|Courtesy of www.Piet-Mondrian.org|
Several times, Mondrian was forced to interrupt his education. He spent the entirety of 1897 with his brothers in the countryside. Falling ill with pneumonia in the autumn of 1898, he had to spend most of the following year in his parents' home.
During these years, Mondrian painted prolifically, producing illustrations, most of them religious, some portraits, and a large number of watercolor landscapes, depicting rural scenes. Triangulated Farmhouse Facade with Polder in Blue is an example of his works of the period. Although little innovation is immediately apparent in these works, Mondrian had already come to understand that the future of painting did not lie in realism. Many of the works - even the landscapes - were painted in his studio, not en Plein air, and sought to capture a mood rather than detail. There is a certain resemblance to the paintings of the Post-Impressionists, like Paul Cezanne and Van Gogh, and the early Art Nouveau artists, like Gustav Klimt.
It almost appears that, on observing the landscape, Mondrian tended, on the one hand, to extrapolate the natural element, which he began to identify with a primarily horizontal space (see the group of landscapes shown above) and on the other to accentuate in the opposite direction, i.e. the vertical, the shape of the non-natural spaces, the artificial, man-made spaces (windmills, lighthouses, churches).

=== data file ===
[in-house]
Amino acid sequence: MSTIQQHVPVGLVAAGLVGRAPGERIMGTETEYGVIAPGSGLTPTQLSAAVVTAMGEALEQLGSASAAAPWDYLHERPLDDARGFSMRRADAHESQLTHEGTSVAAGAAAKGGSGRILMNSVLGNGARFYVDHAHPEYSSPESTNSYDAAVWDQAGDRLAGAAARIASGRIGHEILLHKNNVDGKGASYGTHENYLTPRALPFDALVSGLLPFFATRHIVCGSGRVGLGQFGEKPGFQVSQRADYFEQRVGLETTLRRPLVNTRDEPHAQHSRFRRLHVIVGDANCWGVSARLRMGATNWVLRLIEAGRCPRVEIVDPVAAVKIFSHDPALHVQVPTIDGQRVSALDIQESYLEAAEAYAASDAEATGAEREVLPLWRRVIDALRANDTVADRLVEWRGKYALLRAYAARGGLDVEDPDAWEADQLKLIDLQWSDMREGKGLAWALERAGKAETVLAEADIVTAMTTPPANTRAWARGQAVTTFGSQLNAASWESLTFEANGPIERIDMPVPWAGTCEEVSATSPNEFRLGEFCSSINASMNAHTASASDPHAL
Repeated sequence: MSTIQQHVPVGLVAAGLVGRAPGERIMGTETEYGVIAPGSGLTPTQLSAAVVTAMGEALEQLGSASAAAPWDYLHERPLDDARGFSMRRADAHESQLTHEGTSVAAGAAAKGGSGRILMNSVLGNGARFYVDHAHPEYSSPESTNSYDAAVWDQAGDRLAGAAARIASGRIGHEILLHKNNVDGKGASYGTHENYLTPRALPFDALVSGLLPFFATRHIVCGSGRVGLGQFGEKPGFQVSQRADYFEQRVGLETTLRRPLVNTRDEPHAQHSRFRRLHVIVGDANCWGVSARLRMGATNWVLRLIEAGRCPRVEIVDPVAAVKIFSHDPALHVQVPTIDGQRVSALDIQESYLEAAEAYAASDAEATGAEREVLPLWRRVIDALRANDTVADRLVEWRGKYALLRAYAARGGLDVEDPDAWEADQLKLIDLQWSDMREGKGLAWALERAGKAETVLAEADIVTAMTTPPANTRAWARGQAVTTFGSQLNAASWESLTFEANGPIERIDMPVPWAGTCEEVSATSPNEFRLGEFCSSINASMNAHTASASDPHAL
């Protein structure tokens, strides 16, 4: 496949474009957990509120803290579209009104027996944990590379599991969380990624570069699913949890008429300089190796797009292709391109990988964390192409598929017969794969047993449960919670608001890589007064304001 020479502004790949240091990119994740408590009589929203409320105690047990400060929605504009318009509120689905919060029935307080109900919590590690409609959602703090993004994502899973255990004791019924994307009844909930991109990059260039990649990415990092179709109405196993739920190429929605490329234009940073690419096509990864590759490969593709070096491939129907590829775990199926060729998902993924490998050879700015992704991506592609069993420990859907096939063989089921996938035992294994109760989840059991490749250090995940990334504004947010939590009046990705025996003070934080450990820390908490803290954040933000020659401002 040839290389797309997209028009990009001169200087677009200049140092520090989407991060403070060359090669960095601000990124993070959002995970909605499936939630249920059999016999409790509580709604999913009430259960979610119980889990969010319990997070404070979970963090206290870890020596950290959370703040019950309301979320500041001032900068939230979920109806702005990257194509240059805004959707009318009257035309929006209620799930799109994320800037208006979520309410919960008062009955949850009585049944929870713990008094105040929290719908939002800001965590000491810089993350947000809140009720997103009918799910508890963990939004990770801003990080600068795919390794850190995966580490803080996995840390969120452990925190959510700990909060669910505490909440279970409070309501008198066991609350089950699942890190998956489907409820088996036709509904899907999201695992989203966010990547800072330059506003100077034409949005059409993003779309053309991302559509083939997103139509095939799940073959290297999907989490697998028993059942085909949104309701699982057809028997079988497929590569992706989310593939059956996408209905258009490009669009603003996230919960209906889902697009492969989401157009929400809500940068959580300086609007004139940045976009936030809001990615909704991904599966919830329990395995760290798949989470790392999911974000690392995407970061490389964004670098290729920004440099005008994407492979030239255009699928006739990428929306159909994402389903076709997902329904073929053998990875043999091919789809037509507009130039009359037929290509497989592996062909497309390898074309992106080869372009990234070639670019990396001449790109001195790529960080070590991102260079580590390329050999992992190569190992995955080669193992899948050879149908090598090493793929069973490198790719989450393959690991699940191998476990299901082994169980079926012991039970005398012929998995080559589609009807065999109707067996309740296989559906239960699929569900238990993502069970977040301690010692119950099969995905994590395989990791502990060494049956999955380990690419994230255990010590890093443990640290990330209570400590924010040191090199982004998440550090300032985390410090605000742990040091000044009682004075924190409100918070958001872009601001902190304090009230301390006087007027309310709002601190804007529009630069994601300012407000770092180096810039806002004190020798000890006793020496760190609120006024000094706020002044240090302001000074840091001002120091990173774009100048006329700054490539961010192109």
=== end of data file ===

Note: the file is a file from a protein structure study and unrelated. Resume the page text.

Mondrian was in search of space based on a relationship between opposing entities because he felt in his heart the contrast between the virtually infinite manifold dimension of nature and the finite and individual human condition, between the physical space of the external world stretching away beyond the horizons of sight (especially in the Netherlands) and the mental space internally developed by the human subject; the contrast between expansion and concentration, matter and spirit, multiplicity and unity.